Doug Paulin, CEO of New Zealand seafood giant Sealord, grew up on the sea but never envisaged a life in fishing.

With a fisherman father, living in the the small coastal town of Riverton, Paulin witnessed first-hand how tough a job it was at that time, frequently going out on the boat with his dad to fish lobster and blue cod in the treacherous Foveaux Strait near the Southern Ocean.

"I decided pretty early on that it wasn't something that I realistically wanted to do," Paulin tells IntraFish. "I can't remember a time, actually, where I didn't want to go into business."

His route to the business world, however, was not straightforward. Unable to afford university, Paulin joined the armed services, which put him first through a year of polytechnic, followed by a university law degree while working for them as an accountant.

The stint lasted five years before Paulin and the armed services "parted ways."

"Let's just say the armed services and I didn't see eye to eye in terms of doing things. It was very hierarchical. They didn't take ideas very well... and I kept on giving them."

Doug Paulin with wife Suzy and daughter Sienna. Photo: Doug Paulin

'Expect the unexpected'

Since then he has worked at just three companies.

His first role was at alcoholic beverage company Lion Nathan, a subsidiary of Japanese group Kirin. Paulin stayed 13 years before moving to become CEO of a relatively small family-owned cereal company, Hubbard Foods.

Five and a half years later and he moved to Sealord, first as COO under CEO Steve Yung, before moving to take the helm in October 2019.

It was tough timing on Paulin's part, with the pandemic ravaging Sealord's operations, inflicting considerable challenges in its supply chains, markets and labor force. Added to that were the global cost impacts of Russia's attack on Ukraine, all of which have made this year's results "pretty poor," Paulin said.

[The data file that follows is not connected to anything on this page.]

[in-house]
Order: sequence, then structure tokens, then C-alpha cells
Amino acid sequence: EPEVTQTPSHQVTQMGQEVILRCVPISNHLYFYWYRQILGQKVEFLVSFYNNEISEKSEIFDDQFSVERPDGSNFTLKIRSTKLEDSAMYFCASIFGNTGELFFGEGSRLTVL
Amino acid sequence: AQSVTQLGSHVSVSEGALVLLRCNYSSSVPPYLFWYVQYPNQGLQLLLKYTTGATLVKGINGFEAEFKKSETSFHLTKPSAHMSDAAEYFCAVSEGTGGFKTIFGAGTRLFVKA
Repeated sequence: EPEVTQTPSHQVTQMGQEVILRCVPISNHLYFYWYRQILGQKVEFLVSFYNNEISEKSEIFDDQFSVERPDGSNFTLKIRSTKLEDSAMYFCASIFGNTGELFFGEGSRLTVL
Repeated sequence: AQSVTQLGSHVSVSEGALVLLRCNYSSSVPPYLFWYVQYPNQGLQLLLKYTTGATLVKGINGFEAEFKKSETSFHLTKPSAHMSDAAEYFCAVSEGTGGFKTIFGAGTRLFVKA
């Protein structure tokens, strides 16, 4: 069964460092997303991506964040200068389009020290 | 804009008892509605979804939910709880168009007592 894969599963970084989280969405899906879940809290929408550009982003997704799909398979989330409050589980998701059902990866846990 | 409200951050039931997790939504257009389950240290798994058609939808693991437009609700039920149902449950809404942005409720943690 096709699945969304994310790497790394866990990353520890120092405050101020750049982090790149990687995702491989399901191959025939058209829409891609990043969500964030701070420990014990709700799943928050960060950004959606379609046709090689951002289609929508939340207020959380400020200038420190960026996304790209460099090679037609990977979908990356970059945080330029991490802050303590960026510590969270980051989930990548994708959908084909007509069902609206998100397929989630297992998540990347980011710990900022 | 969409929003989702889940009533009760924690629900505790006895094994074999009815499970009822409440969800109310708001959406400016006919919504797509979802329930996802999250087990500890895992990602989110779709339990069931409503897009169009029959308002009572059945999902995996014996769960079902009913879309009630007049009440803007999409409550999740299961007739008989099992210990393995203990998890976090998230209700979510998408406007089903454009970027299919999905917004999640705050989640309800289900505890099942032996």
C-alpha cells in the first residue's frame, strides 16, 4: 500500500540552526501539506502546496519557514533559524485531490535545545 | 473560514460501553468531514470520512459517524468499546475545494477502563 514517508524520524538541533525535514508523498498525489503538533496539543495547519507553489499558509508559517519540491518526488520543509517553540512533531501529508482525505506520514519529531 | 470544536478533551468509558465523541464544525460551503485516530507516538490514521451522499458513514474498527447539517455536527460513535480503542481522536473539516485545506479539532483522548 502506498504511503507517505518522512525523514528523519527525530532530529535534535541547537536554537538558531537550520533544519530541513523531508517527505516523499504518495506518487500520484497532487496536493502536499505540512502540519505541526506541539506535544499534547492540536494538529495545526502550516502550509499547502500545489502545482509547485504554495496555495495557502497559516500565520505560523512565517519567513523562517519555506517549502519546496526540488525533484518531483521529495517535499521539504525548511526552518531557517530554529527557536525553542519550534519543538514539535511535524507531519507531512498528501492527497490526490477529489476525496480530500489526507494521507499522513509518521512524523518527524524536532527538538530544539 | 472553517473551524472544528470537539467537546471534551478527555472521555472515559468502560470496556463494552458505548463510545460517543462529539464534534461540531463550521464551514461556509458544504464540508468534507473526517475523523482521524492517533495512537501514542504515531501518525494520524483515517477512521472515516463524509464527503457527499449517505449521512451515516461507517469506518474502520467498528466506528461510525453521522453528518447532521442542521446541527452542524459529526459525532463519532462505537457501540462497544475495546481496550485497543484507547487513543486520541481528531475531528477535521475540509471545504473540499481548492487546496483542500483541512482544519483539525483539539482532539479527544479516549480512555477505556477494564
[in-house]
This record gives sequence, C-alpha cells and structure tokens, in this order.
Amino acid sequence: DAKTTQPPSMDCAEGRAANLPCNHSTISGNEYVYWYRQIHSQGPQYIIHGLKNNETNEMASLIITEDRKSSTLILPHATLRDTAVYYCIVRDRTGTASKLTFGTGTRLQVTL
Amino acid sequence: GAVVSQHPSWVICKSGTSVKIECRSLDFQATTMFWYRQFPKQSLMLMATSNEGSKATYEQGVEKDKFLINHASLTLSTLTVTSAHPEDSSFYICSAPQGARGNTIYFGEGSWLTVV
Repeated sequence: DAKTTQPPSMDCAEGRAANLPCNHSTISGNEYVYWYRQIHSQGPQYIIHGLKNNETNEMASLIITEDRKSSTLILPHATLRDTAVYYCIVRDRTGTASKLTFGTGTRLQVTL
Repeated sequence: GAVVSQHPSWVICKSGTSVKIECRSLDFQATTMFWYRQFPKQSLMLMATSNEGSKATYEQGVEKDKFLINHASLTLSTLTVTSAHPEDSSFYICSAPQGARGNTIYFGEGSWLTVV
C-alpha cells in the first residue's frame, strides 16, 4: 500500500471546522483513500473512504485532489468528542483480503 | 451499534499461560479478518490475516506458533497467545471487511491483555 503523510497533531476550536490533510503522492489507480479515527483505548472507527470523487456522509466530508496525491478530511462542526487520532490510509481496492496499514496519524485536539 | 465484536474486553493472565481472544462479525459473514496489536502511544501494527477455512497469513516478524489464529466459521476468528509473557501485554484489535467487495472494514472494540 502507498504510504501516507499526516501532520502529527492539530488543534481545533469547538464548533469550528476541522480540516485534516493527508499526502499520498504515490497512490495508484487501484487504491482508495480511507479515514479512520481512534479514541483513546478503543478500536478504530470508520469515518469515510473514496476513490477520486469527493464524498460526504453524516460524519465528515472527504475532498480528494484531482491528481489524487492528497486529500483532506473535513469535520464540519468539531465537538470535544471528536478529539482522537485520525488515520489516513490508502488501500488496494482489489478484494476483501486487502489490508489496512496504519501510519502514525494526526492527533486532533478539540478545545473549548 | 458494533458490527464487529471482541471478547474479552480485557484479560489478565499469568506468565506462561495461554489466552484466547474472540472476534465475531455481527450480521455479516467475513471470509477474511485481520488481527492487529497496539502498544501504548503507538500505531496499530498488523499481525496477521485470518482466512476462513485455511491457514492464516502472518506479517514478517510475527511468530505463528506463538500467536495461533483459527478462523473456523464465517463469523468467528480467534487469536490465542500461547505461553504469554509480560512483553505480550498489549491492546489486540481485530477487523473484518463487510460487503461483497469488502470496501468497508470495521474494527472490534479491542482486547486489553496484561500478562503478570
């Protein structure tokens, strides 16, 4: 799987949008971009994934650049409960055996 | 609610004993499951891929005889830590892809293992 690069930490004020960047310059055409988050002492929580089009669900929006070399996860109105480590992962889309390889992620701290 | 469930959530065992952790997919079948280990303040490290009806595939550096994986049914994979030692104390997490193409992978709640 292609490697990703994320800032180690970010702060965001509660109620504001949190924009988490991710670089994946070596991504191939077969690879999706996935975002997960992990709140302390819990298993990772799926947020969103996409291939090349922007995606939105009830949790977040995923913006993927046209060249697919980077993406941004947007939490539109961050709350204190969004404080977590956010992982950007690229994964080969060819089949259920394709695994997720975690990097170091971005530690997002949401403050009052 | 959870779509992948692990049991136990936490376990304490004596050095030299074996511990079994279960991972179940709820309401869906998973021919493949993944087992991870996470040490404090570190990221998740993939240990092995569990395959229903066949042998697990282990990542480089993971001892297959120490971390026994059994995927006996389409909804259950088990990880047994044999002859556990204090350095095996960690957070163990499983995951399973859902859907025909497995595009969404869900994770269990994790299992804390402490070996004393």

"It's been a rough ride for the last year, and likely will be next year too," says Paulin. There are, however, valuable lessons to be learned and he is conscious now to "always expect the unexpected" and to build a certain nimbleness into strategies and budgets.

Aside from his disappointment at Sealord's results, on a personal level, the pandemic didn't treat Paulin and his family too badly, with New Zealanders spared the same level of lockdown as other parts of the world. But if they had, Paulin said, "the inability to see family not living with us would probably have been the toughest thing for me."

This is especially true since two of his three children have now left home.

Nick, 21, is at university, while 17-year-old Zach is a butcher's apprentice. His 14-year-old daughter Sienna still lives with him and his self-employed management consultancy wife Suzy, but they all still holiday and enjoy spending time together.

Doug Paulin on the slopes with son Zach. Photo: Doug Paulin

Travel is another thing Paulin has missed, both personally and for work.

"I think the face-to-face meetings with customers, stakeholders, they're so important. We're very lucky that technology filled the gap, because without it would have been a calamity," he said.